## Polynomial Contrast Enhancement

Let f : E ^ T be a gray-level image with T = {^¡n,..., imax) C R aset of rational numbers. Let U = {Wmin,..., umax} C R be a second set of rational numbers. An application r : T ^ U

is called gray-level transformation.

For convenience, the gray-level transformation is constructed in such a way that it assigns 1 (u^ + umax) to the mean value ¡xt of the original image f. Instead of t and u, we consider in the following the variables t and v defined by:

A polynomial gray-level transformation can then be defined as follows:

«1 ■ (t - Tmin)r + bi if T < 0 «2 ■ (T - Tmax)r + b2 if T > 0

with the parameters r, a1, a^ b1; and b2. The parameter r can be chosen freely, the other parameters are determined in order to assure that the transformation r is continuous and that the resulting image covers the whole gray-level range (from Unm to umax). These conditions can be expressed by f (Tmin) = vmin lim r+(T) = 0

and with Eq. (7.6) we obtain for the parameters ai, bi, and 62:

Vmin 2 (umax umin)

( Tmax)r (fit ^max)r b1 = vmin = 2(umin umax) b2 = vmax = (umax umin)

2(umax umin}

Cfii tmax)r

(t — tmin)r + umin if t < fit ' (t — tmax) + umax if t > fit

The corresponding graph is shown in the Fig. 7.9 for different ¡xt. The resulting transformation is not symmetric to the point , |(^max + umjn)).

With r, we can control the strength of the contrast enhancement. For ¡xt = 2 (tmin + ^max ), we obtain a linear contrast stretching operator for r = 1. For r ^to, we obtain a threshold operation with the thresh ¡xt.

If this operator is applied to the whole image as a global contrast operator, the result is not satisfying due to the nonuniform illumination. In fact, the proposed gray-level transformation does not enhance the contrast for any subset of T, but only for subsets for which > 1. For instance, the contrast of a dark detail situated in a dark region may even be attenuated.

Umax

umin ax t

Figure 7.9: The graph of the gray level transformation for different ¡xt. 7.4.2 Contrast Enhancement and Shade Correction

In order to enhance the contrast all over the image independently from local illumination changes, we propose a shade correction operator based on the gray-level transformation shown in the preceding section.

Shade correction: A shade correction operator tries to remove the background information from an image. This is done by calculating a background approximation (for example with a low pass filter) and by subtracting it from the image. In order to avoid negative values, a constant is usually added:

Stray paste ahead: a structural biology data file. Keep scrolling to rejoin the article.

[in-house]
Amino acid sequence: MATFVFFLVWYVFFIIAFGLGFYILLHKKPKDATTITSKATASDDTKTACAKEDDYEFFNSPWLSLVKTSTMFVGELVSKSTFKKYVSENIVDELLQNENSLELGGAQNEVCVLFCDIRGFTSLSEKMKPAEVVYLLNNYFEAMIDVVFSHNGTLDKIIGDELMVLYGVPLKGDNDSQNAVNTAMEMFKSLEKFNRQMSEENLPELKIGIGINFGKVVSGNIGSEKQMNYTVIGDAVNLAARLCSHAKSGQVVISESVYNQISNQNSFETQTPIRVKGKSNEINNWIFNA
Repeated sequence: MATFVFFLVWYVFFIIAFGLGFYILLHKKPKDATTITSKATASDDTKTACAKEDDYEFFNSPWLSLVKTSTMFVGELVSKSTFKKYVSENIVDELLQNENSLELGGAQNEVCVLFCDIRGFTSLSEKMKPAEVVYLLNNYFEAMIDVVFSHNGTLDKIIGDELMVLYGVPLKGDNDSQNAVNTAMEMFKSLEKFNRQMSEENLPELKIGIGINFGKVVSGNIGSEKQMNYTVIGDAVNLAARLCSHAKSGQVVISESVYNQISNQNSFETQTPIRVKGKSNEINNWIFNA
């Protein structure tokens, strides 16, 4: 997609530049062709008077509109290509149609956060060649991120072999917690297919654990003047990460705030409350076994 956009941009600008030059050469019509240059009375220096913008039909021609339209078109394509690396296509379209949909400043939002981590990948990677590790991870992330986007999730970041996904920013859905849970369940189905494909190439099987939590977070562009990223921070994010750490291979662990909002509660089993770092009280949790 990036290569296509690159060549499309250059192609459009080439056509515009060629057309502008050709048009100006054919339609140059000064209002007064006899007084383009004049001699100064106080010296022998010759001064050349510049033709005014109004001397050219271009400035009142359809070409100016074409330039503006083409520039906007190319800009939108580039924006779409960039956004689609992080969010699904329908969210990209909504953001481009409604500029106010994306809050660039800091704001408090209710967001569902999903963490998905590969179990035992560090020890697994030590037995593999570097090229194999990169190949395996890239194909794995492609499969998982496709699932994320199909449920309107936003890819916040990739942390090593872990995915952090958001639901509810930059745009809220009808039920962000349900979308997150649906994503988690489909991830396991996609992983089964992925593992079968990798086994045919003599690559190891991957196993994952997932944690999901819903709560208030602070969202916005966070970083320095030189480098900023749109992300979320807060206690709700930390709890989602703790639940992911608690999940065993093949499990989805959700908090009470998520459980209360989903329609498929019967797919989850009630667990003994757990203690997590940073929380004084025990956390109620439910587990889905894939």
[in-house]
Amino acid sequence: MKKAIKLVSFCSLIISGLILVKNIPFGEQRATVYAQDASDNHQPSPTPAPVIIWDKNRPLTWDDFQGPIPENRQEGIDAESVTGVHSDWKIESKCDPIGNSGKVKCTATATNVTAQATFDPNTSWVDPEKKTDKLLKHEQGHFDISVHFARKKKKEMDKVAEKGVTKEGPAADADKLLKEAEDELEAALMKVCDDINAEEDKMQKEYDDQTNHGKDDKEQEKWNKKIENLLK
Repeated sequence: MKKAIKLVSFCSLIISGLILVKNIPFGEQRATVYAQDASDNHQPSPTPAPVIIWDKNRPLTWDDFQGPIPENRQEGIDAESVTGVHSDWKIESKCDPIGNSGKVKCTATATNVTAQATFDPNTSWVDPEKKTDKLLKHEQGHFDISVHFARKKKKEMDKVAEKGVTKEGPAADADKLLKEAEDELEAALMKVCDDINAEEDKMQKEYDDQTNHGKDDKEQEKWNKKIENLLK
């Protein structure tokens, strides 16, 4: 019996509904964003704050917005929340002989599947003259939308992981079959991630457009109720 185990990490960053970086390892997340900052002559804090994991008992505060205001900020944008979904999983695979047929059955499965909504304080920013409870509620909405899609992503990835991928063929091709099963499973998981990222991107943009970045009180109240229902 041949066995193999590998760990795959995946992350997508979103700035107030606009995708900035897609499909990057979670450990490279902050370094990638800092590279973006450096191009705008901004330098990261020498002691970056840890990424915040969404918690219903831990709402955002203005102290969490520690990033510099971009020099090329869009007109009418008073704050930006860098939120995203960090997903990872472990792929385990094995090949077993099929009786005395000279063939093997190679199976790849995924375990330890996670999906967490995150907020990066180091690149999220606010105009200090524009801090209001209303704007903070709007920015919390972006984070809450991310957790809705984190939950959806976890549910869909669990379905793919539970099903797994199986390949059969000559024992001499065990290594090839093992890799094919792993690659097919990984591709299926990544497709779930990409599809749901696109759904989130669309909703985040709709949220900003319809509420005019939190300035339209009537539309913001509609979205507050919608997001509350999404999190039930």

In the corrected image, the gray-level values depend only on the difference between the original value and the background approximation.

The local contrast enhancement operator: In order to obtain a shade correction operator, which also enhances the contrast, we apply the gray-level transformation from Eq. (7.9) locally, i.e. we substitute the global mean ¡xt by a local background approximation.

One possibility is to calculate the mean value of f within a window W centered in the pixel x:

In this way, a contrast operator is obtained for which the transformation parameters depend on the mean value of the image in a window of a certain size. Hence, it is a shade correction and contrast-enhancement operator.

Figure 7.9: The graph of the gray level transformation for different ¡xt. 7.4.2 Contrast Enhancement and Shade Correction

However, for pixels close to bright features, the background approximation may be biased by blurred bright objects. Indeed, we observe a "darkening" close to bright objects as the papilla or exudates (see Fig. 7.10b). This darkening is a real problem for segmentation algorithms, because these regions may then be confused with vessels, hemorrhages, or microaneurysms. Therefore, we propose to calculate the local mean value on a filtered image, where all these bright features have been removed. We have seen that the morphological opening removes bright features from an image (see section 7.3). However, we found it advantageous to apply an area opening y^ [8] rather than a morphological one. Instead of using a SE, removes all bright objects if their area (number of pixels) is smaller than . The shade-correction operator can then be written as

The results obtained by the application of this operator are shown in Fig. 7.10 and Fig. 7.11.

Figure 7.10: The effect of filtering of the background approximation.

Figure 7.11: A result for shade correction and contrast enhancement.

Figure 7.11: A result for shade correction and contrast enhancement.

The shade correction of retinal images is a prerequisite of several algorithms, for example, the detection of microaneurysms shown in section 7.6.1 and the detection of vessels shown in the next section.

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